…to set “the maximum dollars available for each bargaining unit . . . in each year, inclusive of increases and improvements to all components of employee compensation other than pensions and retiree health.”  Other than this statement, the provision does not further discuss the maintenance of competitive compensation or otherwise require, as FOP argues, the City to increase compensation to ensure such competition. Thus, there was no “competitive compensation” requirement mandating an increase in compensation from which the Board turned aside, diverged, or strayed in issuing the Award.

Slip Op., at 9.

The court found further that FOP’s challenge of the workforce allocations in the 2014 Plan as arbitrary, capricious or established in bad faith was not a claim that the award deviated from the 2014 Plan.

Finding no deviation between the award and the 2014 plan, the court concluded FOP’s challenge did not fall into the narrow category of appeals authorized by Section 252(e) and was therefore subject to the normal appeals process to common pleas court.

Former Judge Cosgrove dissented, opining that the Majority’ interpreted the permission to deviate “so narrowly as to strangle it of meaning.” Slip Op., at JMC-2. He emphasized that the Plan “specifically made ‘[m]aintaining … competitive compensation’ an issue in determining the compensation to be paid to police officers in the City of Pittsburgh” contrary to the Majority’s finding that the 2014 Plan did not include a competitive compensation requirement. Admonishing the Majority for its narrow interpretation of Section 252’s deviation requirement, Judge Cosgrove concluded:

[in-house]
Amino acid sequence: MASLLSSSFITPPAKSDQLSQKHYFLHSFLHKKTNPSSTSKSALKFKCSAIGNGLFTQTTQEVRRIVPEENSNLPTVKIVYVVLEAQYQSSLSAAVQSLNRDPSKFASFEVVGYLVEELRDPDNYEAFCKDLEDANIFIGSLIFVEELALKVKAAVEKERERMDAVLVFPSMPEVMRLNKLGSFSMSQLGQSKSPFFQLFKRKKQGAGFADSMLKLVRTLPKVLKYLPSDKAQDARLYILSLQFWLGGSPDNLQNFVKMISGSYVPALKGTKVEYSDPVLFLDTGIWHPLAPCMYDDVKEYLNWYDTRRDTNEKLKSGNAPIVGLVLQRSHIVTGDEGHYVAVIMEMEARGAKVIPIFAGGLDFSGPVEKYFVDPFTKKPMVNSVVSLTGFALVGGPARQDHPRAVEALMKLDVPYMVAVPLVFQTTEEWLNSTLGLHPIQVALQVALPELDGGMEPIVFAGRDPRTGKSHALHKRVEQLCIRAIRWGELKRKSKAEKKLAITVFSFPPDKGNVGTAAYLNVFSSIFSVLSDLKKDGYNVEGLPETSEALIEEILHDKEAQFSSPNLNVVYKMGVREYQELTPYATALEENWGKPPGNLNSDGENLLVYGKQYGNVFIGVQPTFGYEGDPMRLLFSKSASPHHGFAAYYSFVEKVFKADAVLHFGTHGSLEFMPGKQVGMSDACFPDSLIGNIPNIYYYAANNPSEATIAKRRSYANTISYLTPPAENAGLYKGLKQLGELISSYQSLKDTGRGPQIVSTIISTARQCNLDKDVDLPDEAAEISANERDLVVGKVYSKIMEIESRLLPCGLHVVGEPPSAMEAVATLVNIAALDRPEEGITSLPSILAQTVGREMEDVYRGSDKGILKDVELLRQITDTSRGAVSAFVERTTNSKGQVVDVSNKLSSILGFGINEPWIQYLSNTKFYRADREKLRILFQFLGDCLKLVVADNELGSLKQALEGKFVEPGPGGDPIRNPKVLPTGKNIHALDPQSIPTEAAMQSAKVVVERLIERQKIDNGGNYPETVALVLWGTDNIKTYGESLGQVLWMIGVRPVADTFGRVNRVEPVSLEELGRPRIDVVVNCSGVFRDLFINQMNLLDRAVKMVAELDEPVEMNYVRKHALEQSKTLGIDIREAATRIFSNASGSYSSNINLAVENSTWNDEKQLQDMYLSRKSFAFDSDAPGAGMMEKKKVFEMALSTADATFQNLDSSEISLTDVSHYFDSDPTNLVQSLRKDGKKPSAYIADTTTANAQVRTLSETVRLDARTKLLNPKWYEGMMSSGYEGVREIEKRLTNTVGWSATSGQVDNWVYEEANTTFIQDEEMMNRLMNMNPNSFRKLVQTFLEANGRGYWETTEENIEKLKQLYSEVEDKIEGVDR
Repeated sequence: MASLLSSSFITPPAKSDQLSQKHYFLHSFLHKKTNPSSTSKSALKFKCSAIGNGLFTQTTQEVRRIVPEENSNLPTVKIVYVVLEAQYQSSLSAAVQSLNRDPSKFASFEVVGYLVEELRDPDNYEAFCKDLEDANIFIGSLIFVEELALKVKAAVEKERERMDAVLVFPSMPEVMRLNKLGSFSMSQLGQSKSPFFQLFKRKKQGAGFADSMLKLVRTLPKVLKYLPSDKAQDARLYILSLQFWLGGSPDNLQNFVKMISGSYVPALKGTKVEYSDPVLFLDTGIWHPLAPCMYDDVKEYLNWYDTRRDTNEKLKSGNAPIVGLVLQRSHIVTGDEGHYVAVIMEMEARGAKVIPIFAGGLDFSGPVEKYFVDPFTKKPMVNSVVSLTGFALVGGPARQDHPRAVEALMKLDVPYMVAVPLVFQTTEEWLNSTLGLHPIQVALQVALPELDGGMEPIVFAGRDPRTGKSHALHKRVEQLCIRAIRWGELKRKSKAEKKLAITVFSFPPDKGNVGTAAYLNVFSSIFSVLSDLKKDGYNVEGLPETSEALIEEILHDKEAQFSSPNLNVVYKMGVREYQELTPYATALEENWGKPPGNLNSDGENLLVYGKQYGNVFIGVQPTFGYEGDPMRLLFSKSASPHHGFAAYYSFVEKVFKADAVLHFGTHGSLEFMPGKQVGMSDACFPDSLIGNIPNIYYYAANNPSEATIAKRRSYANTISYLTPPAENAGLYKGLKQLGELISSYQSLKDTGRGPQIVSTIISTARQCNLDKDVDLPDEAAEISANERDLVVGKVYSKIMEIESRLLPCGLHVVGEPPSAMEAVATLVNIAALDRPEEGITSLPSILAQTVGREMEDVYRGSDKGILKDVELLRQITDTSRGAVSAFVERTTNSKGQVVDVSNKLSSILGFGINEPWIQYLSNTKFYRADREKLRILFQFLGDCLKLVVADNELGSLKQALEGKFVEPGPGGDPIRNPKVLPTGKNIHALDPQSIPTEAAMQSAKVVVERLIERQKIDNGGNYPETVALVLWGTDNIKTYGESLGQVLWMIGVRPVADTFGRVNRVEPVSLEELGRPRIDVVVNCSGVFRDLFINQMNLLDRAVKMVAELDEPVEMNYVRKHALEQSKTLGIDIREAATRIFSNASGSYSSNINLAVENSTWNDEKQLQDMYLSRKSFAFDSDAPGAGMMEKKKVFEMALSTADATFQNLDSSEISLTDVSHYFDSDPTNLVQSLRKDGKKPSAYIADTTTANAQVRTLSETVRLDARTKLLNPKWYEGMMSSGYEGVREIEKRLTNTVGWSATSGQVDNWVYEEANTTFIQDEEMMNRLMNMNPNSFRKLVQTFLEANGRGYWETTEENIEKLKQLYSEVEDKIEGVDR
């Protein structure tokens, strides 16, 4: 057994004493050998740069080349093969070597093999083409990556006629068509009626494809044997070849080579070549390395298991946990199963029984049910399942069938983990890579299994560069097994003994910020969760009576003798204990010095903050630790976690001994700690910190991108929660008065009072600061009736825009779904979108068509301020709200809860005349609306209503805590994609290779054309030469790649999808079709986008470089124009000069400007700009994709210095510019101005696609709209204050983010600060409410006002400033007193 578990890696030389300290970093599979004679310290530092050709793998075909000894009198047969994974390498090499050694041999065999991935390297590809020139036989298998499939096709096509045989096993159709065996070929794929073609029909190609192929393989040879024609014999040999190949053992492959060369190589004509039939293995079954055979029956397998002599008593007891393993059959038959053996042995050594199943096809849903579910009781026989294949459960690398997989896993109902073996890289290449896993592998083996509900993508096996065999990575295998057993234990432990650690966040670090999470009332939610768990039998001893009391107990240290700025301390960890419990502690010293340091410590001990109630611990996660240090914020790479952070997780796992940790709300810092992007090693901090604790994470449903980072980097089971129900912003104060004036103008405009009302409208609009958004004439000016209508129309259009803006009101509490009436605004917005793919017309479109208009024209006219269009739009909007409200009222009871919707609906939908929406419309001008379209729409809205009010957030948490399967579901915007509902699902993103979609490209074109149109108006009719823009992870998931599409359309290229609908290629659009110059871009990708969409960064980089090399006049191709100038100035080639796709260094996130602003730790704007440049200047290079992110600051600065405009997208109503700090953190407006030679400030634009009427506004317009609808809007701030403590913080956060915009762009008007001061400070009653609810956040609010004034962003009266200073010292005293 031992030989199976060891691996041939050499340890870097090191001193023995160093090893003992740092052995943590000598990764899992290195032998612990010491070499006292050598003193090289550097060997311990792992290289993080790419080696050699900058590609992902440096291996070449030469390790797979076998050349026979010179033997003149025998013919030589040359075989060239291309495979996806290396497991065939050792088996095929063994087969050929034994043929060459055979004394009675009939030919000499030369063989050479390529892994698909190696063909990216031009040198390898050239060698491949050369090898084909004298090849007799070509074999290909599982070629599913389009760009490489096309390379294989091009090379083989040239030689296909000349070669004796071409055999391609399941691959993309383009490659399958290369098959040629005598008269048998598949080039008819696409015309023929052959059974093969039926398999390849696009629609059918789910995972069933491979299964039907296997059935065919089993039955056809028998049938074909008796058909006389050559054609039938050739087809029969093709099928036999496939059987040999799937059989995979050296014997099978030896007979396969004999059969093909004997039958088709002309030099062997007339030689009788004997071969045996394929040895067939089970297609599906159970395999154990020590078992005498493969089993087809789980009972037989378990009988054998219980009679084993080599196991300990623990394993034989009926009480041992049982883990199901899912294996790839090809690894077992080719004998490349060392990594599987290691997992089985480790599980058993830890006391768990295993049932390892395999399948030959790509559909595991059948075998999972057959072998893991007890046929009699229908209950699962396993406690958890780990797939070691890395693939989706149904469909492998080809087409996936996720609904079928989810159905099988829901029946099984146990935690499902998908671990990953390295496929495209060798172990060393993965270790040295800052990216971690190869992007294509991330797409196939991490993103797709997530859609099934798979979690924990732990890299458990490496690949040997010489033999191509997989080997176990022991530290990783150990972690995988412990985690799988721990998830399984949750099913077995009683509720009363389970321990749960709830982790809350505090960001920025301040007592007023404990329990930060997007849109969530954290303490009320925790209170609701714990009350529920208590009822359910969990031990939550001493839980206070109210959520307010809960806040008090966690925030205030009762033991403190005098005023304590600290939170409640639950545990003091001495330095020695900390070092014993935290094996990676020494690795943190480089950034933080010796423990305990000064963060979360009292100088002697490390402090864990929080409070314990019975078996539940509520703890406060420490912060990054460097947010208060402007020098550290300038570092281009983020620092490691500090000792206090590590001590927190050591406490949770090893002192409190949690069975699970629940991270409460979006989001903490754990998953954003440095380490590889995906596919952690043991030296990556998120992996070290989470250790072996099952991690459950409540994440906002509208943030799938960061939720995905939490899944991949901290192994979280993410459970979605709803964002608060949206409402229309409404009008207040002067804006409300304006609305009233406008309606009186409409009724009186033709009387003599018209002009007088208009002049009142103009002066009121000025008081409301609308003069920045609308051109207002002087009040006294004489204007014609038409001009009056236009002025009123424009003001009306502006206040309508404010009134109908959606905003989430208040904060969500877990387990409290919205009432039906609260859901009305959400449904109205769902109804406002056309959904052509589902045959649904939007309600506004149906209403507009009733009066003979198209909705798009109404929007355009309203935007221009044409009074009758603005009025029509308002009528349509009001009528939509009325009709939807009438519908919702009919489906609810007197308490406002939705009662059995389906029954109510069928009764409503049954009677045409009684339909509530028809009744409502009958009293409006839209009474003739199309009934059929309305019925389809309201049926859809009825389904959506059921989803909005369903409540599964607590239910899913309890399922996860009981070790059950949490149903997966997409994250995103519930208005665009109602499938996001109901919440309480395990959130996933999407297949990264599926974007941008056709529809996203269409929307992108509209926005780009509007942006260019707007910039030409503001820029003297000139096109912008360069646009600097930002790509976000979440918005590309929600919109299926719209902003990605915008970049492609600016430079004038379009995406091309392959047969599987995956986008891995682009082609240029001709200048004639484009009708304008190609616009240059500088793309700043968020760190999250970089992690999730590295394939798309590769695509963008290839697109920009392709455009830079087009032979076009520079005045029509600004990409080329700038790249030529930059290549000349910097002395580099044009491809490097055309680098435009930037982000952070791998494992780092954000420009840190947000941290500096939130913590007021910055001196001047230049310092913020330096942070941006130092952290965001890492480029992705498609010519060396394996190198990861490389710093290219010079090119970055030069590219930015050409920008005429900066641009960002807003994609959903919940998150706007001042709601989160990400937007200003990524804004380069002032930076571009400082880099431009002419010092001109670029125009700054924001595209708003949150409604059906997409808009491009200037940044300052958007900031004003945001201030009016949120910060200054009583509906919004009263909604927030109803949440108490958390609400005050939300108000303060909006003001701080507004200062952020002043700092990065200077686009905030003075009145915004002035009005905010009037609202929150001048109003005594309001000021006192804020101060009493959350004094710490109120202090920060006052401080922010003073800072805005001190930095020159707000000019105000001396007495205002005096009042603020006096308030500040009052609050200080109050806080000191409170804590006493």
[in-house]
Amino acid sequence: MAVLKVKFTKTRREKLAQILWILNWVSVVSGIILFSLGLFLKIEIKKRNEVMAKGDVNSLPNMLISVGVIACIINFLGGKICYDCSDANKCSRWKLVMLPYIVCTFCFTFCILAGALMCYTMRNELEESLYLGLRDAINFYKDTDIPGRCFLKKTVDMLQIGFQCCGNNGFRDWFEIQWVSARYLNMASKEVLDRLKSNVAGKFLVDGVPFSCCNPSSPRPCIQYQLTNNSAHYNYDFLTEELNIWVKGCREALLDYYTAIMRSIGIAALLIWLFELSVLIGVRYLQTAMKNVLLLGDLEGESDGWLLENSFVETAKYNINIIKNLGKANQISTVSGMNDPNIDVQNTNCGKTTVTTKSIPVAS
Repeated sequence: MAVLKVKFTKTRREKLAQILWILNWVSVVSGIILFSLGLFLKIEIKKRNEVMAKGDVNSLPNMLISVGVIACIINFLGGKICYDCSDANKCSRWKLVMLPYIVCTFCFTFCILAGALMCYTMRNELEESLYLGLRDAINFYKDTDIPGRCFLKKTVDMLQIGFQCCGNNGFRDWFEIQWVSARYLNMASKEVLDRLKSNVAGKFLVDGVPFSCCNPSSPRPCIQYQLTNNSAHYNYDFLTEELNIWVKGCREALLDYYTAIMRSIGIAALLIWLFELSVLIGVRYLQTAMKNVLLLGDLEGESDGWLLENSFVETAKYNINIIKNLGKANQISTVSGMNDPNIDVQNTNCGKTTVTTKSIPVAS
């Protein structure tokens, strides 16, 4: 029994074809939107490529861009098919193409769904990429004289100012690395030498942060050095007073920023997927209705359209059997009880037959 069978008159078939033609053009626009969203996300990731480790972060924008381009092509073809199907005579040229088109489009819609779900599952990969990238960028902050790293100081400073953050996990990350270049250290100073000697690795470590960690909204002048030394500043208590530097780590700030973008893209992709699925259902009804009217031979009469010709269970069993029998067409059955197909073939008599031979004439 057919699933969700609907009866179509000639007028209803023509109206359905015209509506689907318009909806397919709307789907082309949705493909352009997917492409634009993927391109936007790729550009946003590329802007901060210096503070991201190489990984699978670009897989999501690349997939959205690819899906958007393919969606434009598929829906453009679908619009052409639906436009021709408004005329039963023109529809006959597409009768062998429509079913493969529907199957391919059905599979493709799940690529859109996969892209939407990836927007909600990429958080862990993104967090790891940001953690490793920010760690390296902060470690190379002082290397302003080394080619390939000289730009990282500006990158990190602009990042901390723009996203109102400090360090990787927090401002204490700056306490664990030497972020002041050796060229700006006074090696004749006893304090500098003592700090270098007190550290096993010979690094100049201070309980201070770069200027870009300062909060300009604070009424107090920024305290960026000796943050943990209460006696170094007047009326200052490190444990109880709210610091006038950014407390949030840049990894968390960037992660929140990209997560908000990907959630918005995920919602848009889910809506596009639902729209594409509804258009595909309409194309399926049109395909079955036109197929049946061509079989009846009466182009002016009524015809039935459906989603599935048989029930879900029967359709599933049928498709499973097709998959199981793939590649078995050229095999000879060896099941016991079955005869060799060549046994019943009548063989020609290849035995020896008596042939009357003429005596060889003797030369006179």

In taking the steps it did with Section 252, the General Assembly recognized the importance of allowing direct appeal to this Court in matters like this. Such an appeal helps to streamline a complicated process and allows for a swift resolution which would otherwise be denied by further litigation at a lower level. The Majority strains its judicial muscle in this case to find otherwise, and in so doing, renders the corrective measures of the Legislature nearly meaningless.

Slip Op., at JMC-3.

The Supreme Court granted allocatur to determine:

(1) Did the Commonwealth Court err when it erroneously concluded that the Act 111 Award did not deviate from the Act 47 Plan when the plan required a compensation package that was sufficiently competitive with those available to police officers in comparable political subdivisions, but the award failed to prove one?

(2) Did the Commonwealth Court err when it erroneously concluded that the Act 111 Award did not deviate from the Act 47 Plan, and therefore never addressed the award’s failure to determine if it (1) does not exceed the limits on expenditures set for the FOP Contract by the Act 47 Plan, (2) does not jeopardize the financial stability of the city, and (3) is consistent with the policy objectives set forth in Act 47 to relieve the financial distress of the city[?]

(3) Did the Commonwealth Court err when it erroneously concluded that the Act 111 Award did not violate Section 252 of Act 47 despite the fact that the expenditure limits in the Act 47 Plan were arbitrary, capricious, and established in bad faith?

For more information, contact Kevin McKeon or Dennis Whitaker.